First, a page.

The growing epidemic in this country—distracted driving—has resulted in far too many accidents and still has not stopped motorists from putting down their electronic devices while behind the wheel. Despite the dire consequences, this message has not resonated with motorists. What’s more, it is a known fact that we are 23 times more likely to be in a wreck if we text while driving. But these hard numbers still are not preventing the millions of people who pull out their smartphones to send a quick text to a friend, loved one, or colleague every day.

Even the education, not legislation—such as the AT&T commercials that have been broadcast on TV—have not had enough of an impact as millions of Americans just can’t help their connected-device addiction while behind the wheel.

As a result, the Governors Highway Safety Assn., or GHSA, has declared a new policy position that broadens its support for distracted driving legislation. Previously, the group supported a texting ban for all drivers, plus a total ban on electronic device use in the car for novice and school-bus drivers. However, under the new policy, the GHSA is seeking to ban all handheld electronic devices for all drivers. The GHSA says at this point texting bans by themselves have proven difficult to enforce and that it’s almost impossible to know when someone is actually texting.

With all due respect, it didn’t take a genius to know this ban on all handheld devices was coming. This move clearly puts all law enforcement in a better position to enforce the regulations. The GHSA sites the California Office of Traffic Safety, demonstrating more than 460,000 statewide handheld cellphone convictions in 2011, but only 15,000 led to texting convictions.

This stance by the GHSA, whether you support it or not, just emphasizes the importance of the carriers and automakers to work together before the government puts a ban on all mobile devices in vehicles. While there is something to be said for voice-activated and hands-free technology in our cars, there needs to be a greater understanding of how smartphones will play a role in some in-vehicle connectivity for infotainment, safety, and navigation systems moving forward.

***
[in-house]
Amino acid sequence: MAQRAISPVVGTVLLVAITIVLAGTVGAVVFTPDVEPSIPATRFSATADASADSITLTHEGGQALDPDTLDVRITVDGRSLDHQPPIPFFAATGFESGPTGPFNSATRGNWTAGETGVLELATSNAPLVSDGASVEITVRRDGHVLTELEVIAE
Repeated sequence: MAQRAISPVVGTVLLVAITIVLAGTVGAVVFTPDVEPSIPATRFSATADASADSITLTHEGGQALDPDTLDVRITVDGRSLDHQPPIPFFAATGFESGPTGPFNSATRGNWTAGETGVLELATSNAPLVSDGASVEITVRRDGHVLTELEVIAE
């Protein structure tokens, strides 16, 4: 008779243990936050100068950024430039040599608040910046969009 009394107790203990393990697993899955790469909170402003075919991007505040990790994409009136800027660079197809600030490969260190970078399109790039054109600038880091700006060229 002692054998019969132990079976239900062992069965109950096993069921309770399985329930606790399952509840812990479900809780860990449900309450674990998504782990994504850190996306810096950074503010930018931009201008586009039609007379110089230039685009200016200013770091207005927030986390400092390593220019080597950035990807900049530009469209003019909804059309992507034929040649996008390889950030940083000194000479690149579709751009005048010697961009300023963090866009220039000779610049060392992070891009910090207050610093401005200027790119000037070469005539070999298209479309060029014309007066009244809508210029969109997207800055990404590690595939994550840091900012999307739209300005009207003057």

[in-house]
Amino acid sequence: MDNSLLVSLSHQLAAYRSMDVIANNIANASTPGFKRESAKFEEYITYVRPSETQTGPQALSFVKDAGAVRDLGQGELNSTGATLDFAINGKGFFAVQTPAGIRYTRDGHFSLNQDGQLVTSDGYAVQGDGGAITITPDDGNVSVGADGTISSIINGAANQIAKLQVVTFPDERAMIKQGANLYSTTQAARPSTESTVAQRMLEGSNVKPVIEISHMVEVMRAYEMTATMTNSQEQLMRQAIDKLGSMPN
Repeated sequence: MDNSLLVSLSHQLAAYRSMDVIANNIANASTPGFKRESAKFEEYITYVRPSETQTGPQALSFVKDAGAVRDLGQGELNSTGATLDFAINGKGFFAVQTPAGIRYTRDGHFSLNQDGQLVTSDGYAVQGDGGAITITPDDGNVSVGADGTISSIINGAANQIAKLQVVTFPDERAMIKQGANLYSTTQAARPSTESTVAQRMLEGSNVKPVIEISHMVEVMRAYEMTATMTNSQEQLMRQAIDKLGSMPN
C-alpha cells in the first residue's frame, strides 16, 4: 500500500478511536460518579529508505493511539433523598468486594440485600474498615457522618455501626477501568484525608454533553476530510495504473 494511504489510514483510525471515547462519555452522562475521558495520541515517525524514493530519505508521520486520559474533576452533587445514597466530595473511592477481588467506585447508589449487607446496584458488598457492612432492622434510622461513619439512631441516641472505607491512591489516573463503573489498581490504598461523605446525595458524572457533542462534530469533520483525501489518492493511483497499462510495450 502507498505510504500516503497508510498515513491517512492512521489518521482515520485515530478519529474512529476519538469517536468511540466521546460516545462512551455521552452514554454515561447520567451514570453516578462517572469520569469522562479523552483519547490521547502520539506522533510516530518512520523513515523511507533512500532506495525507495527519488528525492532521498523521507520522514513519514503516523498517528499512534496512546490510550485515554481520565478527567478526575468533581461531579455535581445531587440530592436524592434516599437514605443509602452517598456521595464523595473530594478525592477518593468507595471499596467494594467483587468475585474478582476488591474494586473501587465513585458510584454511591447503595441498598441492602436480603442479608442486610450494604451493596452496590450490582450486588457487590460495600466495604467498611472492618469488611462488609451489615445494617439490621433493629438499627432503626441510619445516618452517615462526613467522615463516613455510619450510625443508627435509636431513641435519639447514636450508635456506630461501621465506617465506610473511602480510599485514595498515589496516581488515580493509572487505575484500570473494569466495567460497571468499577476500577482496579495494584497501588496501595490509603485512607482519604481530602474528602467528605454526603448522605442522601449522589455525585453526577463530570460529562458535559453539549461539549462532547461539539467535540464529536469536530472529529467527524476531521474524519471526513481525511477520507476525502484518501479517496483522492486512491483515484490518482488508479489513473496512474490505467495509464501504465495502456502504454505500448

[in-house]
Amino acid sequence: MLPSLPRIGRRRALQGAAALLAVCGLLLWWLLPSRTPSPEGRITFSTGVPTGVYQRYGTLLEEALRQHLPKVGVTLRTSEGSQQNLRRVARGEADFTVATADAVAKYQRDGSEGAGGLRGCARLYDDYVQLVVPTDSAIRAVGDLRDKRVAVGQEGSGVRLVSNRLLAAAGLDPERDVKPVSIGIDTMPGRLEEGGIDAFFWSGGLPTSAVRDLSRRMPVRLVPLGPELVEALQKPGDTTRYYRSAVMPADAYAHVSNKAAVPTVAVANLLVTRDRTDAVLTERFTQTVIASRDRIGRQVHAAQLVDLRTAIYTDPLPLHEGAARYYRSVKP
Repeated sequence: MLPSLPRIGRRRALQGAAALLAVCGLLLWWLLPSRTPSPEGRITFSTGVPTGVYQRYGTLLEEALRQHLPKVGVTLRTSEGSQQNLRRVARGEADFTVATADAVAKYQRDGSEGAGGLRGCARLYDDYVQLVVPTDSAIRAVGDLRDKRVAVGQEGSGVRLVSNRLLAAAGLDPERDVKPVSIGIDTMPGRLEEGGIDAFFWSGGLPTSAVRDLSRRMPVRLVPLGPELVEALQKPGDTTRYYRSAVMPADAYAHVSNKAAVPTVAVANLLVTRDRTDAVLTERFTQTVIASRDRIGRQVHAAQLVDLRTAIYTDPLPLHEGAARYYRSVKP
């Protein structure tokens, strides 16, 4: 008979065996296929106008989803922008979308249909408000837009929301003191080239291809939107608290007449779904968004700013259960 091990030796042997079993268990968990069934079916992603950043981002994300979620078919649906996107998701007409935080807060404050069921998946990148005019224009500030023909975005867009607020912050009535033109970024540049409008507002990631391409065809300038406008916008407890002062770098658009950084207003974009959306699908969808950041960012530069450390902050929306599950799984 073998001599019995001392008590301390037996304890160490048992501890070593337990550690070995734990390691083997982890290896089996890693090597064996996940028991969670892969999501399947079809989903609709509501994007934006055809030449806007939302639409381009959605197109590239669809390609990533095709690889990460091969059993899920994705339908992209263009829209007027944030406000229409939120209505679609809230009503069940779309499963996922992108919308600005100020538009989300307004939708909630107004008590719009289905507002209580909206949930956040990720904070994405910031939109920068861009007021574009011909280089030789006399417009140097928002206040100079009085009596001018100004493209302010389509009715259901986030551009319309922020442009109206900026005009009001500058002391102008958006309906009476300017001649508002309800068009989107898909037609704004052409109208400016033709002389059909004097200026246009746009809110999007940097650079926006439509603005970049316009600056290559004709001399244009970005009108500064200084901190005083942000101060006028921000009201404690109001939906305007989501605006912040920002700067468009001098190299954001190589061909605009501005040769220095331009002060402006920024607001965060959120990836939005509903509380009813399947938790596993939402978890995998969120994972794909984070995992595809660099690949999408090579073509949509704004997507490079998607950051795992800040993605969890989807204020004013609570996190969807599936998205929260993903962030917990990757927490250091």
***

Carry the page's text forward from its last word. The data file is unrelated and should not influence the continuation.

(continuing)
If the GHSA recommendation is adopted, in-car electronics that rely on smartphones for their connections such as the Ford SYNC, which can share information through its voice-activated user interface, MyFord Touch; or the Chevrolet MyLink, might be headed for a serious roadblock. Basically, the GHSA supports a ban on “electronic devices used for entertainment purposes with video screens that are within view of the driver.”

The GHSA believes that when on the road, all drivers should have their eyes on the road and should not be allowed to text, use cellphones or any other electronic devices, except to report a crash to emergency responders.

While the GHSA might mean well, I still believe we are heading in the wrong direction.

I urge legislators to consider working with technology companies in tandem to develop a better answer to this pressing problem. We are on the cusp of even greater technological advances. We need manufacturers, carriers, and regulators to find a way to put technology to even greater use rather than hiding it under a rock.

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